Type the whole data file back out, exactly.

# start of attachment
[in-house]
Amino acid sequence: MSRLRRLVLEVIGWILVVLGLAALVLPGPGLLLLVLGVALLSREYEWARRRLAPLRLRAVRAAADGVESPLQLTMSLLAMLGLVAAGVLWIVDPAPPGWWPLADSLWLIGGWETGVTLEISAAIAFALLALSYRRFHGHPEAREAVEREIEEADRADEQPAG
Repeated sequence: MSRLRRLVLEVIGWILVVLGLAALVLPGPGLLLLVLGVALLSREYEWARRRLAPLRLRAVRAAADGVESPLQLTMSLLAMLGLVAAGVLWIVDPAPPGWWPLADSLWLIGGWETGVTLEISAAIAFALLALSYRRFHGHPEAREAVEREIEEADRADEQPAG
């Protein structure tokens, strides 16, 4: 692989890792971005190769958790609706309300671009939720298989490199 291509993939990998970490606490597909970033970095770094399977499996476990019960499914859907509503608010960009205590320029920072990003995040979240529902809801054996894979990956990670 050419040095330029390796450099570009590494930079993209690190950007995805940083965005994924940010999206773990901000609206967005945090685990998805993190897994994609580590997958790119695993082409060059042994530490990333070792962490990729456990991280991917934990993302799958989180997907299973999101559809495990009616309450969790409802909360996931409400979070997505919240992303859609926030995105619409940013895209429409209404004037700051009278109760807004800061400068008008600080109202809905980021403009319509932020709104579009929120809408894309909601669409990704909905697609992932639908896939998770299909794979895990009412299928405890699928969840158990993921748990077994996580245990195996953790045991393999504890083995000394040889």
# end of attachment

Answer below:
[in-house]
Amino acid sequence: MSRLRRLVLEVIGWILVVLGLAALVLPGPGLLLLVLGVALLSREYEWARRRLAPLRLRAVRAAADGVESPLQLTMSLLAMLGLVAAGVLWIVDPAPPGWWPLADSLWLIGGWETGVTLEISAAIAFALLALSYRRFHGHPEAREAVEREIEEADRADEQPAG
Repeated sequence: MSRLRRLVLEVIGWILVVLGLAALVLPGPGLLLLVLGVALLSREYEWARRRLAPLRLRAVRAAADGVESPLQLTMSLLAMLGLVAAGVLWIVDPAPPGWWPLADSLWLIGGWETGVTLEISAAIAFALLALSYRRFHGHPEAREAVEREIEEADRADEQPAG
């Protein structure tokens, strides 16, 4: 692989890792971005190769958790609706309300671009939720298989490199 291509993939990998970490606490597909970033970095770094399977499996476990019960499914859907509503608010960009205590320029920072990003995040979240529902809801054996894979990956990670 050419040095330029390796450099570009590494930079993209690190950007995805940083965005994924940010999206773990901000609206967005945090685990998805993190897994994609580590997958790119695993082409060059042994530490990333070792962490990729456990991280991917934990993302799958989180997907299973999101559809495990009616309450969790409802909360996931409400979070997505919240992303859609926030995105619409940013895209429409209404004037700051009278109760807004800061400068008008600080109202809905980021403009319509932020709104579009929120809408894309909601669409990704909905697609992932639908896939998770299909794979895990009412299928405890699928969840158990993921748990077994996580245990195996953790045991393999504890083995000394040889």